Running and train tracks can be a dangerous combination

Getting exercise is important—especially in these stressful times. And now that the weather is nice, throwing on a pair of running shoes and heading out for a jog is the perfect way to stay in shape. But if your run takes you near or across railway tracks, you need to be extra cautious.
Running on, near, or across tracks can be extremely dangerous, especially if you’re wearing headphones that can keep you from hearing an approaching train. In April, a man in his 40s was killed by a train while jogging on the tracks in Calgary. Although passersby shouted warnings to him, the man didn’t hear them, or the approaching train, because he was wearing ear buds.
But running on tracks while wearing headphones isn’t the only risk. Not following railway warning signs and signals can also lead to tragedy. In February 2018, a jogger was killed by a train in Windsor, Ont., after he ducked around a lowered safety gate at a rail crossing. The man was believed to have also been wearing headphones and may not have heard the approaching train.
Following the rail safety rules is critical when running
If your next run takes you near railway tracks, remember, they aren’t a running path. Stay clear and follow these rail safety rules:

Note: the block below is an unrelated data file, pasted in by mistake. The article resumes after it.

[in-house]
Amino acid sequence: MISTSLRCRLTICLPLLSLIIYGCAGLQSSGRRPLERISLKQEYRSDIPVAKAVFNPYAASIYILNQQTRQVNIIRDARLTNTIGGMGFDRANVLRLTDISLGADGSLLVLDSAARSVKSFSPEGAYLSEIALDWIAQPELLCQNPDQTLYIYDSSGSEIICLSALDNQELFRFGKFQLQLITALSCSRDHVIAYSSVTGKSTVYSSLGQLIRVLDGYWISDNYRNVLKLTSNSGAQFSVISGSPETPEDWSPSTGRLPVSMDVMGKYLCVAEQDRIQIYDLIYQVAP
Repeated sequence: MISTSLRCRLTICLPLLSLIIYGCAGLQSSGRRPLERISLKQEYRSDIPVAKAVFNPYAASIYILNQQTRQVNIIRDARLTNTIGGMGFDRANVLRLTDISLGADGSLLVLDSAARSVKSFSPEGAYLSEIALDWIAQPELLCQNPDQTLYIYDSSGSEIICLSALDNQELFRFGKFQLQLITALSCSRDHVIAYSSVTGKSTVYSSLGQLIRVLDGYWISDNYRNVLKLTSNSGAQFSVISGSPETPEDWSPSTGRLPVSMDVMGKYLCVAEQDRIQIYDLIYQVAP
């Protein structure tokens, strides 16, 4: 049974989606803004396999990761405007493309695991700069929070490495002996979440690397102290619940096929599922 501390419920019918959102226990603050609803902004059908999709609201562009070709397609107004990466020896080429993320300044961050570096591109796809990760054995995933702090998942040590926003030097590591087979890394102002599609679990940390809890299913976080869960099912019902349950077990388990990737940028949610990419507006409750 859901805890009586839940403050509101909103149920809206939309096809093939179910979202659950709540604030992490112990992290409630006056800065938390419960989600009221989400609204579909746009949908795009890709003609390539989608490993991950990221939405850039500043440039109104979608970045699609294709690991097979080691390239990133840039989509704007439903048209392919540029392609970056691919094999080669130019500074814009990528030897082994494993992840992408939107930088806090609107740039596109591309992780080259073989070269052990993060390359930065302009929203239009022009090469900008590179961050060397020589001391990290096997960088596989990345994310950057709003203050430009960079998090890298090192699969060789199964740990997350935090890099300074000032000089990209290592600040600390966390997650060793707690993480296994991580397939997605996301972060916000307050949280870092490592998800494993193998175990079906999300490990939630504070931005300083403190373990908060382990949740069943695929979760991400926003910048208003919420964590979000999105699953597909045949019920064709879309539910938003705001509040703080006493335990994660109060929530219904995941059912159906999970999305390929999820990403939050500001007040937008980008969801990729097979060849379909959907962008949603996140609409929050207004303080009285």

• Stay off railway tracks. They’re private property and you’re trespassing if you’re using them as a running trail.
  • Use designated crossings. Only cross tracks at designated crossings and obey all railway warning signs and signals.
  • Keep one ear out. You can’t avoid getting hit by a train if you can’t hear it coming. When wearing headphones, keep one ear out near railway crossings.
  • Never assume tracks are abandoned. Even if train tracks look like they’re not in use, it doesn’t mean they’re inactive.
  • Don’t run next to tracks. Trains overhang the tracks by at least a metre in both directions; straps or other equipment may extend even further. If you’re on the right-of-way next to the tracks, you can be hit.
Now, lace up those shoes, and get running. And check out our resource page for other tips on how to stay safe around railway crossings, tracks and trains.